Oh, hello there Samus cosplayer.

Eventually, the door does open, but only after it fucks with you a few times. Now that I think about it, this had to be intentional. Why else would they change the simple blue-bubble doors of the older Metroid games to the blue bubble plus solid gray door? I bet it was a conspiracy perpetrated by the NHK. Either that, or it was a plot to make gamers think their controller/game wasn’t working correctly, so they’d go out and buy a new one. Or maybe it was a plot by the alcohol companies to get people so frustrated they would start drinking heavily. One of those has got to be the reason. I’m sure of it.

24
Aug
09

No More Heroes > Everything Else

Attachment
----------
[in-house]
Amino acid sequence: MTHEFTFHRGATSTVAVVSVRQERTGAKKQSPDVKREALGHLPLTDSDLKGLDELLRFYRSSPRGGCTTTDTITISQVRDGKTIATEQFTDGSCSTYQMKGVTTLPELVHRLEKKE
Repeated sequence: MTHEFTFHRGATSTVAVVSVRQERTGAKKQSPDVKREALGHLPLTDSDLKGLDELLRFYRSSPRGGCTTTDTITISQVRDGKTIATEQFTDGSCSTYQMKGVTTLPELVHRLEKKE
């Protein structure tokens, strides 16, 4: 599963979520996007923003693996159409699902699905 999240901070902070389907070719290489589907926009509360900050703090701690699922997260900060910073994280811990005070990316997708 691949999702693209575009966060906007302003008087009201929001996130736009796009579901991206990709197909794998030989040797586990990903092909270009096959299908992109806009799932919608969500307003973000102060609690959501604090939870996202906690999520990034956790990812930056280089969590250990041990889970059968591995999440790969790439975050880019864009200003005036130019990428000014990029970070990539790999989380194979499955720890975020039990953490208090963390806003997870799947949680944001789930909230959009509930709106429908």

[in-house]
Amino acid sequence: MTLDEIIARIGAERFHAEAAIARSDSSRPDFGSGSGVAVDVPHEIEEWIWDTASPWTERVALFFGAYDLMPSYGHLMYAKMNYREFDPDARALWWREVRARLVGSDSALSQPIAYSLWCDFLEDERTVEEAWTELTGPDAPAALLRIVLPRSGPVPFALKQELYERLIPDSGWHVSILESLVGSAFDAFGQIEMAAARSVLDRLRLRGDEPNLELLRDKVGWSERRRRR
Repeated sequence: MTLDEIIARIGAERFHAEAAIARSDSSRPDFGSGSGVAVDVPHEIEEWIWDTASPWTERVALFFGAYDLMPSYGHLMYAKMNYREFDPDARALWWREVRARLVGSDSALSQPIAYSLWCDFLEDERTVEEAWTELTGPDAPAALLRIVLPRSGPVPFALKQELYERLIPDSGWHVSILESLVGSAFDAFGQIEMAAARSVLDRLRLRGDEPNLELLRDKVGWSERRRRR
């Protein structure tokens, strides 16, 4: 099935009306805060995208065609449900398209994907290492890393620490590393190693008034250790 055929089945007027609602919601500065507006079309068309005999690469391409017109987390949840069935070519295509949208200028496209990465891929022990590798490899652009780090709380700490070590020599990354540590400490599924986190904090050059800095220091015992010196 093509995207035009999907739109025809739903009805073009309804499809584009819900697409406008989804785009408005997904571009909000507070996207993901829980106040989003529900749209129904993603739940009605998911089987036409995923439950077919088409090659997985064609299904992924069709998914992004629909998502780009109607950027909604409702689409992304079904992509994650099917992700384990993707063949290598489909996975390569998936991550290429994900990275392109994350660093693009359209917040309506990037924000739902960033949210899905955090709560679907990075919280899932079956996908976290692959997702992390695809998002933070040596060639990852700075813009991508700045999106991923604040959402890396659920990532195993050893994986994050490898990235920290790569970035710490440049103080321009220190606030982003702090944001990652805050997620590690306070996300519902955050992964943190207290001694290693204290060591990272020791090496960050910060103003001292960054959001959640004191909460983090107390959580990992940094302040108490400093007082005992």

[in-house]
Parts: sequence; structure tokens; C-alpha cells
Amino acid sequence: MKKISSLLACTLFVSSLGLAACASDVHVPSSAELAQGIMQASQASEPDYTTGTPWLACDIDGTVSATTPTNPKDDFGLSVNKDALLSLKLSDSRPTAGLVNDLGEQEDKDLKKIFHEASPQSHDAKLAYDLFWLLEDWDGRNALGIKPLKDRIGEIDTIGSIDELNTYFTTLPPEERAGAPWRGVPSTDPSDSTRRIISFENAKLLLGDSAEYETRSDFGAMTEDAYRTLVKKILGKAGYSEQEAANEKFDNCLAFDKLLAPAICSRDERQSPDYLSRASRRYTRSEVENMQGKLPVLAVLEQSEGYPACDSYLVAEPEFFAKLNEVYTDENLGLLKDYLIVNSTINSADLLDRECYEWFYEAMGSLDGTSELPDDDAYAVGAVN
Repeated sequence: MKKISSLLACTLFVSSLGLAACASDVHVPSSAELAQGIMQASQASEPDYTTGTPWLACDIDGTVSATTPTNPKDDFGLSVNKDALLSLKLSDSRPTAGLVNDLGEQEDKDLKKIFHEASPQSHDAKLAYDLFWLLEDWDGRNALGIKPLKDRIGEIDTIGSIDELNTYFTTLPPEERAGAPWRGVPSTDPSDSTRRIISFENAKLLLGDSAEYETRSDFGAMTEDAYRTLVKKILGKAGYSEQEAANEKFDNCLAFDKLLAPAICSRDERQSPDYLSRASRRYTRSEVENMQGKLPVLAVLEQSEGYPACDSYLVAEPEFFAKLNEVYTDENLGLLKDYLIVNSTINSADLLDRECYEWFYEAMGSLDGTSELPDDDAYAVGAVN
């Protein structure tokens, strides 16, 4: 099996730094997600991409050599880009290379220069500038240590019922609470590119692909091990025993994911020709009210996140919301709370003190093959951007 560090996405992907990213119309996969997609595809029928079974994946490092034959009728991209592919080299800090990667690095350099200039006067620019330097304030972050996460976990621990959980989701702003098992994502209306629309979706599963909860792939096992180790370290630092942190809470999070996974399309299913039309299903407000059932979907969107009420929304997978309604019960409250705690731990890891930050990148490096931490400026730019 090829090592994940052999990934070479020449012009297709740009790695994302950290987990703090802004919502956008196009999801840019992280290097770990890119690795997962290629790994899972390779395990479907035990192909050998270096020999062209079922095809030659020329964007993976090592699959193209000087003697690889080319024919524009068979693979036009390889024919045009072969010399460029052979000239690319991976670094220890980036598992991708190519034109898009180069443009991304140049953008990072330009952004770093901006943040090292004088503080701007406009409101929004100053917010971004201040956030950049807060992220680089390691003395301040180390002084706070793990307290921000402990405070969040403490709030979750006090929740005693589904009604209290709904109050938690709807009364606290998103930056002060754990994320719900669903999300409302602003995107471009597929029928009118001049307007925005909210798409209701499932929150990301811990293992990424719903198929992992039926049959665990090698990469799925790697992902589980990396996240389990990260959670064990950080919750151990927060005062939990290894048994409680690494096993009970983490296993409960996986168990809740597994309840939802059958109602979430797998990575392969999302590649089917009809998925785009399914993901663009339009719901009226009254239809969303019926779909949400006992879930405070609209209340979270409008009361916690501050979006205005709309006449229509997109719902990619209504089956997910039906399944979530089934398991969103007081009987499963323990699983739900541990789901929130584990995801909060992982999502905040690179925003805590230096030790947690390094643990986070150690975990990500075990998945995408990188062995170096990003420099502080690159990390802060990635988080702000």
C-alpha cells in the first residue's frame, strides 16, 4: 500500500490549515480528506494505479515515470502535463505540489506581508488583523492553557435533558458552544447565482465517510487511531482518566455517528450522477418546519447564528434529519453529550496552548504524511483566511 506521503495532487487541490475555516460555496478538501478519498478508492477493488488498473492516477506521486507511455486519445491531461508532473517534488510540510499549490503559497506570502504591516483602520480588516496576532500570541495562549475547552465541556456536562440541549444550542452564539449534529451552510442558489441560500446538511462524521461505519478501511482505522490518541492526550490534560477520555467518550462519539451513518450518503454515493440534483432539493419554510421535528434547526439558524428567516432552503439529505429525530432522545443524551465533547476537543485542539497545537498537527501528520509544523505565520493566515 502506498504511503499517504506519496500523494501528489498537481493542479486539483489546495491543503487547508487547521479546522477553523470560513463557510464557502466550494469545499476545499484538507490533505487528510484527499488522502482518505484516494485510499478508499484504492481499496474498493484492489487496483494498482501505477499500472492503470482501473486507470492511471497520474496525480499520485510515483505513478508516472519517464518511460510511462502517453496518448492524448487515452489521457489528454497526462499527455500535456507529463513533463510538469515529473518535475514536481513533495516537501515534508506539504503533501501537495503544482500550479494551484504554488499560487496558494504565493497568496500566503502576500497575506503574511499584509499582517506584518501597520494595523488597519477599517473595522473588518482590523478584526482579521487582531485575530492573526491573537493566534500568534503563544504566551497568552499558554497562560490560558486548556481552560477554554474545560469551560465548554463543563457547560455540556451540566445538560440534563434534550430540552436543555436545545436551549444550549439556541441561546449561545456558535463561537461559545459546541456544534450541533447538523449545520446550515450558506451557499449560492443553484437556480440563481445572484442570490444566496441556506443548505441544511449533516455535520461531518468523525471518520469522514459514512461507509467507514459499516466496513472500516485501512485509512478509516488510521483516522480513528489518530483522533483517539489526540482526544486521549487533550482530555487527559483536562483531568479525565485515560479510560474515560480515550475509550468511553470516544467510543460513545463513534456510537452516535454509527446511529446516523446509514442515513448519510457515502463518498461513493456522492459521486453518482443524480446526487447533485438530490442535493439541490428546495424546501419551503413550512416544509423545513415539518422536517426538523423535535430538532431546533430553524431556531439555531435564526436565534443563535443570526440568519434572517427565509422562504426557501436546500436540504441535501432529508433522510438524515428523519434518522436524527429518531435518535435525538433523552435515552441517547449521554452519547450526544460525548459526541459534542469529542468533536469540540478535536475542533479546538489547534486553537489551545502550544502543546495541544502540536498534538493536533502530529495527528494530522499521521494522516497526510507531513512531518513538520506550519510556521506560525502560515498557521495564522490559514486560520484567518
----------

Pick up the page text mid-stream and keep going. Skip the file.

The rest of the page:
Recharge that baby, Travis, yeah, thats hot.

Recharge that baby, Travis, yeah, that's hot.

Holy shit, I love this game!

I seriously have not been addicted to a game in a really long time. That is, not until I played No More Heroes. It’s basically an ultra-violent, playable anime with a sense of humor. The premise is that you are Travis Touchdown (awesome name, by the way), an otaku who wants to be the world’s greatest assassin. So, he decides to take out the world’s top 10 assassins with the lightsaber he won in an online auction (where else would you get one?).

Continue reading ‘No More Heroes > Everything Else’